For DDAs to be successful, they will require the right staff at the right location to coordinate and implement district and local-level service delivery programs and development activities. Staffing gaps are evident. Some districts have commenced reviews of their staffing establishments and some have submitted proposals for staffing changes. The fiscal viability of these proposals will be important, particularly in the current fiscal context with salaries, wages, and administrative costs making up more than 70 percent of total expenditures, leaving little for operational expenses such as transport. The hiring of new staff and/or relocation of existing staff will have significant non-salary implications, including the need for housing and leave entitlements. These will need to be factored into decision-making, perhaps between districts and key national-level line departments (such as Education and Health) and between districts and central agencies (especially Treasury and Personnel Management).
The capacity of the national government to monitor DDAs will be critical to their success, but is likely to present a significant challenge, given the problems that exist in communicating with PNG’s 89 districts. Indicators of outcomes that show how effectively service delivery is being performed need to be developed. These should be as capable of objective measurement as possible and be available quickly on a regular basis, say half-yearly. Monitoring information will need to be analysed, synthesised, and communicated to the full range of stakeholders.
The intergovernmental funding arrangements introduced in 2009 to support the 1995 Organic Law on Provincial and Local Level Governments remain in effect. Under these arrangements, recurrent operational funding was transferred to the provincial level. DDAs will require access to this funding to discharge their service delivery responsibilities. Under the existing arrangements, these monies sit at the provincial level as function grants (for defined purposes) and provincial internal revenue. Analysis and discussion are needed on how to shape the intergovernmental financing system so that it can best support the introduction of DDAs and government service delivery.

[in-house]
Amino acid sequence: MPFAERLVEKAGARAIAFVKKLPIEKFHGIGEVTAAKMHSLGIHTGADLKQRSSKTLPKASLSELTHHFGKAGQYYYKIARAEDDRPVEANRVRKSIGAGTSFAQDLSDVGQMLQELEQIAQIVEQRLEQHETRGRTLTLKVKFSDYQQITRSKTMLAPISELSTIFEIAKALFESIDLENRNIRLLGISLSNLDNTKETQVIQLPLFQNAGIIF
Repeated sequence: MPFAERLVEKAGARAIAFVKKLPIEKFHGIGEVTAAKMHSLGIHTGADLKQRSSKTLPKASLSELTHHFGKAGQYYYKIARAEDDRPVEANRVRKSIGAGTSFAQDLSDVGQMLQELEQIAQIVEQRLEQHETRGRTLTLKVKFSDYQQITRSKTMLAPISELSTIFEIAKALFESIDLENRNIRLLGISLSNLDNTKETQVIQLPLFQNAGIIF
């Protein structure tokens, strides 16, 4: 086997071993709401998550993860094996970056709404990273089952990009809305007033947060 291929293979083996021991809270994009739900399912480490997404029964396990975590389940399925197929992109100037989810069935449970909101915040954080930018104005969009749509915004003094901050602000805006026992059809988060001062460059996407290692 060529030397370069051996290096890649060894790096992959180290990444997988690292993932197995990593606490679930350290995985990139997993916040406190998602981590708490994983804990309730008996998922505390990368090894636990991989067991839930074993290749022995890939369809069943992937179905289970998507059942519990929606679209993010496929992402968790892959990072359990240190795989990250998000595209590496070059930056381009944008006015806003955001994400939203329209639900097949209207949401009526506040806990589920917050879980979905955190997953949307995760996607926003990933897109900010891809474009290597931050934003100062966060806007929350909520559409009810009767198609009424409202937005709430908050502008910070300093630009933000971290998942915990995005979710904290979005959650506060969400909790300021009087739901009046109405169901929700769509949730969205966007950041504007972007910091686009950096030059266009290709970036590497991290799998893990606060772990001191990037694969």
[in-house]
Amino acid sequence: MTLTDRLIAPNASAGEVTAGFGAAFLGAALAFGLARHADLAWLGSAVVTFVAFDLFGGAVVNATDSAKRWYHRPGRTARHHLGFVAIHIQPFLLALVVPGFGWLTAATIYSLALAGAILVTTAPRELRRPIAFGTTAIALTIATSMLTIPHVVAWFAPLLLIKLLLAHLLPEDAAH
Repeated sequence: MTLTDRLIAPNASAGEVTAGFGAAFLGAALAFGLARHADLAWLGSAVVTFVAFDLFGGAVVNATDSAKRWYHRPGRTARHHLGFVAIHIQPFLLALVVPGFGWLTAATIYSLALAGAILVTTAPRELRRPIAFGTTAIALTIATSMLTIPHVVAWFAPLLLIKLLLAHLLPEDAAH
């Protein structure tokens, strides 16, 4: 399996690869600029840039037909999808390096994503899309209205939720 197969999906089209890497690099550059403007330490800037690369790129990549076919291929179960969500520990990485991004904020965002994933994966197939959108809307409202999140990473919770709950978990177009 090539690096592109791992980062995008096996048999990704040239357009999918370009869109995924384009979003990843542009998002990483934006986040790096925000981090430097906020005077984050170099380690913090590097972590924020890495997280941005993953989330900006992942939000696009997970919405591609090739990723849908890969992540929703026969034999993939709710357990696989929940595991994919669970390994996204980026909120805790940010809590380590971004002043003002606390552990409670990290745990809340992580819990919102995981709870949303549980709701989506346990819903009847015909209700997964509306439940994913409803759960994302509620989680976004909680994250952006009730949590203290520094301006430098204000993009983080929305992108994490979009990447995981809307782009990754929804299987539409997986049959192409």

With the implementation of DDAs, subnational coordination becomes even more important. Capital projects undertaken by districts and LLGs will often have recurrent cost implications. New infrastructure often requires more staff, more recurrent funding, and/or an increased maintenance burden. Thus, coordinated planning and consultative decision-making are critical between DDAs, provinces, and LLGs, together with key national departments and agencies.
The implementation of DDAs coincides with the introduction of city authorities (effectively, DDAs at city level) in Hagen, Kokopo, and Lae. Urban centres have been identified by government as critical elements of PNG’s economic and social development. However, urban development has particular challenges, including access to land for residential and economic development; the advent of city authorities provides an opportunity to work directly on these challenges.
Staff and funding shortages were common complaints in the provinces and districts. However, efforts are being made to cope with these constraints, such as the hiring of experts on a short-term basis in Kokopo District. East New Britain Province has also moved quickly to relocate staff to LLGs—something that should have been encouraged even without the DDA reform.